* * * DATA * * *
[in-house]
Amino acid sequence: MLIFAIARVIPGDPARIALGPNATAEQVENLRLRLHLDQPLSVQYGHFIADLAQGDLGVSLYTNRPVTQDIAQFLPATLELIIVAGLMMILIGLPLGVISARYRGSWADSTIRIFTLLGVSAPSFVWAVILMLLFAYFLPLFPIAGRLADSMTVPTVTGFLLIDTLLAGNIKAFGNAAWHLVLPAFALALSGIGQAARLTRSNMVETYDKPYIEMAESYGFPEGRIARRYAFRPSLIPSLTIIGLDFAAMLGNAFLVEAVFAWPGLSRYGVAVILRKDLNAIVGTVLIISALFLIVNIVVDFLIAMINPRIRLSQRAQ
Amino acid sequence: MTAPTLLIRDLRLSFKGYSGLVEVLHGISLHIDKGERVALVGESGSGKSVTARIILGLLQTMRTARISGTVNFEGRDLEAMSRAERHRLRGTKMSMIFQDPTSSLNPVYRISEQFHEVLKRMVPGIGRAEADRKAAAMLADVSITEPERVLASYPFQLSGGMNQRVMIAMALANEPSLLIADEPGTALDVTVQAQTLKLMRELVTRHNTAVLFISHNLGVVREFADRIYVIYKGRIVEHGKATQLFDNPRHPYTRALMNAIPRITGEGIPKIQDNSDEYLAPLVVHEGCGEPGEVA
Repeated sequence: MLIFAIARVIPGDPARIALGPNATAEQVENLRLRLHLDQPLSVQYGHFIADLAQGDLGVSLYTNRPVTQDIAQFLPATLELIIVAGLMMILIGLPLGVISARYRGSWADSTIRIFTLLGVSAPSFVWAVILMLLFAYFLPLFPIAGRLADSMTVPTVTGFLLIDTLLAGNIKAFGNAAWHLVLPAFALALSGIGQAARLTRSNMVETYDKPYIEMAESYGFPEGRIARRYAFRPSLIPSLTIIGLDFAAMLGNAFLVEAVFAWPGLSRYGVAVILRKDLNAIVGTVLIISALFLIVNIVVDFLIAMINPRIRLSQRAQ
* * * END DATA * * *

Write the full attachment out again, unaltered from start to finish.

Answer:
[in-house]
Amino acid sequence: MLIFAIARVIPGDPARIALGPNATAEQVENLRLRLHLDQPLSVQYGHFIADLAQGDLGVSLYTNRPVTQDIAQFLPATLELIIVAGLMMILIGLPLGVISARYRGSWADSTIRIFTLLGVSAPSFVWAVILMLLFAYFLPLFPIAGRLADSMTVPTVTGFLLIDTLLAGNIKAFGNAAWHLVLPAFALALSGIGQAARLTRSNMVETYDKPYIEMAESYGFPEGRIARRYAFRPSLIPSLTIIGLDFAAMLGNAFLVEAVFAWPGLSRYGVAVILRKDLNAIVGTVLIISALFLIVNIVVDFLIAMINPRIRLSQRAQ
Amino acid sequence: MTAPTLLIRDLRLSFKGYSGLVEVLHGISLHIDKGERVALVGESGSGKSVTARIILGLLQTMRTARISGTVNFEGRDLEAMSRAERHRLRGTKMSMIFQDPTSSLNPVYRISEQFHEVLKRMVPGIGRAEADRKAAAMLADVSITEPERVLASYPFQLSGGMNQRVMIAMALANEPSLLIADEPGTALDVTVQAQTLKLMRELVTRHNTAVLFISHNLGVVREFADRIYVIYKGRIVEHGKATQLFDNPRHPYTRALMNAIPRITGEGIPKIQDNSDEYLAPLVVHEGCGEPGEVA
Repeated sequence: MLIFAIARVIPGDPARIALGPNATAEQVENLRLRLHLDQPLSVQYGHFIADLAQGDLGVSLYTNRPVTQDIAQFLPATLELIIVAGLMMILIGLPLGVISARYRGSWADSTIRIFTLLGVSAPSFVWAVILMLLFAYFLPLFPIAGRLADSMTVPTVTGFLLIDTLLAGNIKAFGNAAWHLVLPAFALALSGIGQAARLTRSNMVETYDKPYIEMAESYGFPEGRIARRYAFRPSLIPSLTIIGLDFAAMLGNAFLVEAVFAWPGLSRYGVAVILRKDLNAIVGTVLIISALFLIVNIVVDFLIAMINPRIRLSQRAQ